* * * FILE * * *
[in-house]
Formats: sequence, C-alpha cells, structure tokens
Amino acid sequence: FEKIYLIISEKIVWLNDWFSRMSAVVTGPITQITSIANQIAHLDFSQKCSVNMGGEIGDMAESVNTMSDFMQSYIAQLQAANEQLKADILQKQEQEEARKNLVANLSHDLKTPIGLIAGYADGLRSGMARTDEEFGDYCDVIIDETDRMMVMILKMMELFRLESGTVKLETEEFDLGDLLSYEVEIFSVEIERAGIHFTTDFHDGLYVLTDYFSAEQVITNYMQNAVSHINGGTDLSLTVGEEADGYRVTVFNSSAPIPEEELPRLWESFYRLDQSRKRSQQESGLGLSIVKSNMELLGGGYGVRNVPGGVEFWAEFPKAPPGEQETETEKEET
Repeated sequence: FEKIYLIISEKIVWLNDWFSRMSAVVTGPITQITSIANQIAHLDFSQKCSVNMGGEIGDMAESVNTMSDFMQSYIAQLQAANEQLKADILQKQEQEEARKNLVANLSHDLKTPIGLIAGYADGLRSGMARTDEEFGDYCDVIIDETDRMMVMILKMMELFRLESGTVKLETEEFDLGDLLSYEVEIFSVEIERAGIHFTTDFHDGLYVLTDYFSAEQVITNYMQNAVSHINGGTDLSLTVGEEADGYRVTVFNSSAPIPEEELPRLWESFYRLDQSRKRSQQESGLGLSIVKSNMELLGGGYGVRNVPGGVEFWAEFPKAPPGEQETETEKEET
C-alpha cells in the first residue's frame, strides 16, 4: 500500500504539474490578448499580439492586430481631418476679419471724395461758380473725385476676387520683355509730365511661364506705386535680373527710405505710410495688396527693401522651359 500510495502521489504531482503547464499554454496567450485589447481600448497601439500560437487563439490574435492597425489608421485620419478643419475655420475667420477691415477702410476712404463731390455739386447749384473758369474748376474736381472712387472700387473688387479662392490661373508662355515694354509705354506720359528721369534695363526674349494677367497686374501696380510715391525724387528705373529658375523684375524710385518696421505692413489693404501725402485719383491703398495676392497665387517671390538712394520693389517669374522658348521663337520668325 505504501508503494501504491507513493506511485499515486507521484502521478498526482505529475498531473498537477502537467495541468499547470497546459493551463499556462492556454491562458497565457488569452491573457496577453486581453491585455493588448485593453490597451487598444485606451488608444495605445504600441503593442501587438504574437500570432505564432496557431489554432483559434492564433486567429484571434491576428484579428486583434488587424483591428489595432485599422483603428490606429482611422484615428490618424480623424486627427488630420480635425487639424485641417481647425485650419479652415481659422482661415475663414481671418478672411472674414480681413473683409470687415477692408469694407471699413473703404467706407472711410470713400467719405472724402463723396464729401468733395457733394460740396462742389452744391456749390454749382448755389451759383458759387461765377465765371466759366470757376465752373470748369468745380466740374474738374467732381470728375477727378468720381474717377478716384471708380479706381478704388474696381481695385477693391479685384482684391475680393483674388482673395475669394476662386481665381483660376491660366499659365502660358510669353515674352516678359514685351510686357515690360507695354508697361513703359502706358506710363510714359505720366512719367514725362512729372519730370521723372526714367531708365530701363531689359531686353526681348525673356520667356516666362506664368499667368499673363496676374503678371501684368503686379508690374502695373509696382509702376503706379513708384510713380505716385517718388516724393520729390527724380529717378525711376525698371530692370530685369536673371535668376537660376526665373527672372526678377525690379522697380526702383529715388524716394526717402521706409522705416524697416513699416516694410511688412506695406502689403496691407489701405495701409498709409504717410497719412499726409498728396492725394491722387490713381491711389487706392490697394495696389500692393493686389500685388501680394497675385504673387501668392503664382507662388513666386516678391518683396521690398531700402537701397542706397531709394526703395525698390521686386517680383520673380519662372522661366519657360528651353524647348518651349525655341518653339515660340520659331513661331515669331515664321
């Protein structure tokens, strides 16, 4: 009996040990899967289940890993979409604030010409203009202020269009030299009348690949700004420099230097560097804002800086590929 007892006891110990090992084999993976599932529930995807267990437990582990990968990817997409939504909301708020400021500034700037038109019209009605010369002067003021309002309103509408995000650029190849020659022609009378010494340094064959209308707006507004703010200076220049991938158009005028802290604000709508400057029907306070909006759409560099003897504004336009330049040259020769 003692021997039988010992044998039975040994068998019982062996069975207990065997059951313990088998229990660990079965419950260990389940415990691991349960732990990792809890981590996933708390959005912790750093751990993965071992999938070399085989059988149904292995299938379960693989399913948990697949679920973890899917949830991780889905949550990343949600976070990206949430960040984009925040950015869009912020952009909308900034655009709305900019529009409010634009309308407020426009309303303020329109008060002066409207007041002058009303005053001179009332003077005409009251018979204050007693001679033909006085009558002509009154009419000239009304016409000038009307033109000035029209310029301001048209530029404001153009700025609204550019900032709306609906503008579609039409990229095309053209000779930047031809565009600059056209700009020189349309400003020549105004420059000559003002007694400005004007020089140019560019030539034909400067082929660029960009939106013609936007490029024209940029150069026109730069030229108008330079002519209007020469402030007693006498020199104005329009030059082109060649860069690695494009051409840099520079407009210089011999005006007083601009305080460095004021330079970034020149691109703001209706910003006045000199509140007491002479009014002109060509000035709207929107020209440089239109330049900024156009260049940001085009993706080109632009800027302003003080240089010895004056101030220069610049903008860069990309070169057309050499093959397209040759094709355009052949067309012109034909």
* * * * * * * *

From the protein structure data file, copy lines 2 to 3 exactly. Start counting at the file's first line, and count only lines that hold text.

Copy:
Formats: sequence, C-alpha cells, structure tokens
Amino acid sequence: FEKIYLIISEKIVWLNDWFSRMSAVVTGPITQITSIANQIAHLDFSQKCSVNMGGEIGDMAESVNTMSDFMQSYIAQLQAANEQLKADILQKQEQEEARKNLVANLSHDLKTPIGLIAGYADGLRSGMARTDEEFGDYCDVIIDETDRMMVMILKMMELFRLESGTVKLETEEFDLGDLLSYEVEIFSVEIERAGIHFTTDFHDGLYVLTDYFSAEQVITNYMQNAVSHINGGTDLSLTVGEEADGYRVTVFNSSAPIPEEELPRLWESFYRLDQSRKRSQQESGLGLSIVKSNMELLGGGYGVRNVPGGVEFWAEFPKAPPGEQETETEKEET